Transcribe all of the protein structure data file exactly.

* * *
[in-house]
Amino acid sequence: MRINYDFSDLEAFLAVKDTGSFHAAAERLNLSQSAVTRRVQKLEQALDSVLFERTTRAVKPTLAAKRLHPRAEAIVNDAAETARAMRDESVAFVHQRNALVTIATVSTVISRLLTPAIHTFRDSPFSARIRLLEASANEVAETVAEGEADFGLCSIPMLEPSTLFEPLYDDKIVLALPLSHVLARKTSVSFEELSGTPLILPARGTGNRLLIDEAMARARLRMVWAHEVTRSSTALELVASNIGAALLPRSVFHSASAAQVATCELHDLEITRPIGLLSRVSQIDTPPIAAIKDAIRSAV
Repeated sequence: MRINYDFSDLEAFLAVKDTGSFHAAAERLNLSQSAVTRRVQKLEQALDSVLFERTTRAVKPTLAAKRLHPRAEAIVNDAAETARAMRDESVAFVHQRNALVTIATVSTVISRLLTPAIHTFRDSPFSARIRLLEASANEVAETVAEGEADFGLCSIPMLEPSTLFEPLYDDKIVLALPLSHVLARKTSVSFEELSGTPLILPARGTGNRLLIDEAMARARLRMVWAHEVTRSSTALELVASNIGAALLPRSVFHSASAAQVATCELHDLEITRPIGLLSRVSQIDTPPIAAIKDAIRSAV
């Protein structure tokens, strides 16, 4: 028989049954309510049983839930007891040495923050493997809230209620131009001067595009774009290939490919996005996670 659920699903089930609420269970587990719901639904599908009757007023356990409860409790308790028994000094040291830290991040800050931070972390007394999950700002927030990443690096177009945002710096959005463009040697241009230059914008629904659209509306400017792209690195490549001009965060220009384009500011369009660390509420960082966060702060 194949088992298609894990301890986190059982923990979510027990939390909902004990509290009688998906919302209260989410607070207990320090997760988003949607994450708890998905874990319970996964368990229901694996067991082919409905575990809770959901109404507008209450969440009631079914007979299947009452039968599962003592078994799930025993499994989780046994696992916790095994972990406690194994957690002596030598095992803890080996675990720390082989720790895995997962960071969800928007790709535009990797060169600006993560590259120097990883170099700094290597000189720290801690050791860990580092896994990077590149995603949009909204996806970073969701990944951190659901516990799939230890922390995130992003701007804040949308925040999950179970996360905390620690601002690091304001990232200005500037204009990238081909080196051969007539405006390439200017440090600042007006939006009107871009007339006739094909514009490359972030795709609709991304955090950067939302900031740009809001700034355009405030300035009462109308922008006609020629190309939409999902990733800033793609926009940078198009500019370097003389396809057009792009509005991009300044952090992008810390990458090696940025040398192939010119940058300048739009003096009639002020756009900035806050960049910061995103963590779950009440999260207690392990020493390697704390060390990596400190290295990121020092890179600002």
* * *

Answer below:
[in-house]
Amino acid sequence: MRINYDFSDLEAFLAVKDTGSFHAAAERLNLSQSAVTRRVQKLEQALDSVLFERTTRAVKPTLAAKRLHPRAEAIVNDAAETARAMRDESVAFVHQRNALVTIATVSTVISRLLTPAIHTFRDSPFSARIRLLEASANEVAETVAEGEADFGLCSIPMLEPSTLFEPLYDDKIVLALPLSHVLARKTSVSFEELSGTPLILPARGTGNRLLIDEAMARARLRMVWAHEVTRSSTALELVASNIGAALLPRSVFHSASAAQVATCELHDLEITRPIGLLSRVSQIDTPPIAAIKDAIRSAV
Repeated sequence: MRINYDFSDLEAFLAVKDTGSFHAAAERLNLSQSAVTRRVQKLEQALDSVLFERTTRAVKPTLAAKRLHPRAEAIVNDAAETARAMRDESVAFVHQRNALVTIATVSTVISRLLTPAIHTFRDSPFSARIRLLEASANEVAETVAEGEADFGLCSIPMLEPSTLFEPLYDDKIVLALPLSHVLARKTSVSFEELSGTPLILPARGTGNRLLIDEAMARARLRMVWAHEVTRSSTALELVASNIGAALLPRSVFHSASAAQVATCELHDLEITRPIGLLSRVSQIDTPPIAAIKDAIRSAV
């Protein structure tokens, strides 16, 4: 028989049954309510049983839930007891040495923050493997809230209620131009001067595009774009290939490919996005996670 659920699903089930609420269970587990719901639904599908009757007023356990409860409790308790028994000094040291830290991040800050931070972390007394999950700002927030990443690096177009945002710096959005463009040697241009230059914008629904659209509306400017792209690195490549001009965060220009384009500011369009660390509420960082966060702060 194949088992298609894990301890986190059982923990979510027990939390909902004990509290009688998906919302209260989410607070207990320090997760988003949607994450708890998905874990319970996964368990229901694996067991082919409905575990809770959901109404507008209450969440009631079914007979299947009452039968599962003592078994799930025993499994989780046994696992916790095994972990406690194994957690002596030598095992803890080996675990720390082989720790895995997962960071969800928007790709535009990797060169600006993560590259120097990883170099700094290597000189720290801690050791860990580092896994990077590149995603949009909204996806970073969701990944951190659901516990799939230890922390995130992003701007804040949308925040999950179970996360905390620690601002690091304001990232200005500037204009990238081909080196051969007539405006390439200017440090600042007006939006009107871009007339006739094909514009490359972030795709609709991304955090950067939302900031740009809001700034355009405030300035009462109308922008006609020629190309939409999902990733800033793609926009940078198009500019370097003389396809057009792009509005991009300044952090992008810390990458090696940025040398192939010119940058300048739009003096009639002020756009900035806050960049910061995103963590779950009440999260207690392990020493390697704390060390990596400190290295990121020092890179600002």